Reference > Cambridge History > The Romantic Revival > Lesser Poets, 1790–1837 > Rogers
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The Cambridge History of English and American Literature in 18 Volumes (1907–21).
Volume XII. The Romantic Revival.

V. Lesser Poets, 1790–1837.

§ 1. Rogers.


IN two well-known lines of the dedication of Don Juan, Byron, pursuing his quarrel with the lake poets, or, rather, with Southey, but grouping the three in a common disparagement, laid it down that
       
Scott, Rogers, Campbell, Moore, and Crabbe will try
’Gainst you the question with posterity.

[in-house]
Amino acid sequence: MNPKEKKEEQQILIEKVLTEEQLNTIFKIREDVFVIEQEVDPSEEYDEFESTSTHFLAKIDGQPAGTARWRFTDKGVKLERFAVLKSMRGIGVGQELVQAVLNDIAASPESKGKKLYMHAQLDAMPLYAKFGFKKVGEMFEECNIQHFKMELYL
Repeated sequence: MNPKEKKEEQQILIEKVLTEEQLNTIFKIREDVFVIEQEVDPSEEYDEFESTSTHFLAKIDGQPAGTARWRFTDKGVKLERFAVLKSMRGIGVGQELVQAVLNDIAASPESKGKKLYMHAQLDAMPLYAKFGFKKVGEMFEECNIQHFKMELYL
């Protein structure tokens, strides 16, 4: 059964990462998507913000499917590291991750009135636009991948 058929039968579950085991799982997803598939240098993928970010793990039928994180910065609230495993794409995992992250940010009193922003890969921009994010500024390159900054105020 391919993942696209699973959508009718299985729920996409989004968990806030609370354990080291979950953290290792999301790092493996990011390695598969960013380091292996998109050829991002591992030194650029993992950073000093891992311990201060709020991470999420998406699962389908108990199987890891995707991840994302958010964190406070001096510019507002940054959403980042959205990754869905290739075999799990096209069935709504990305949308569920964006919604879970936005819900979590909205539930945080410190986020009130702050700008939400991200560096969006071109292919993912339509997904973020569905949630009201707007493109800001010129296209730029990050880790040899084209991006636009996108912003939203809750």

It is needless to say that posterity has decided that question, group for group, in a sense opposite to the noble poet’s real or apparent anticipation. Southey, indeed, may have been “knocked out” of the competition, on the one side, in the general opinion, and Scott and Crabbe, on the other, may hold their ground, though with considerably fewer points to their credit than Wordsworth and Coleridge. But something like critical unanimity or, at least, a vast majority of critical votes, would disallow, despite admitted merits, the possibility of Rogers, Campbell and Moore continuing the fight on anything like even terms. Still, the grouping remains; and, as Scott falls out of any possible treatment in such a chapter as this and Crabbe has received his measure already, the remaining poets of Byron’s fancy may properly occupy us first, to be followed by a large and, in few cases, quite uninteresting or undistinguished train of poets, sometimes of rare excellence in special lines, but, now for this reason now for that, not classable or, at any rate, not generally classed, among the greater singers. The whole body will represent, in some cases with a little overflow, the time before the appearance of distinctly Victorian poets—the time, for the most part, anterior to that most noteworthy “Lament for Dead Makers” which Wordsworth, less happily than Dunbar, called An Extempore Effusion on the Death of James Hogg, which mentions other and greater writers than the Ettrick shepherd, and which actually marks an important dividing line between the dead and the living poets of the earlier nineteenth century, when a full third of that century had passed.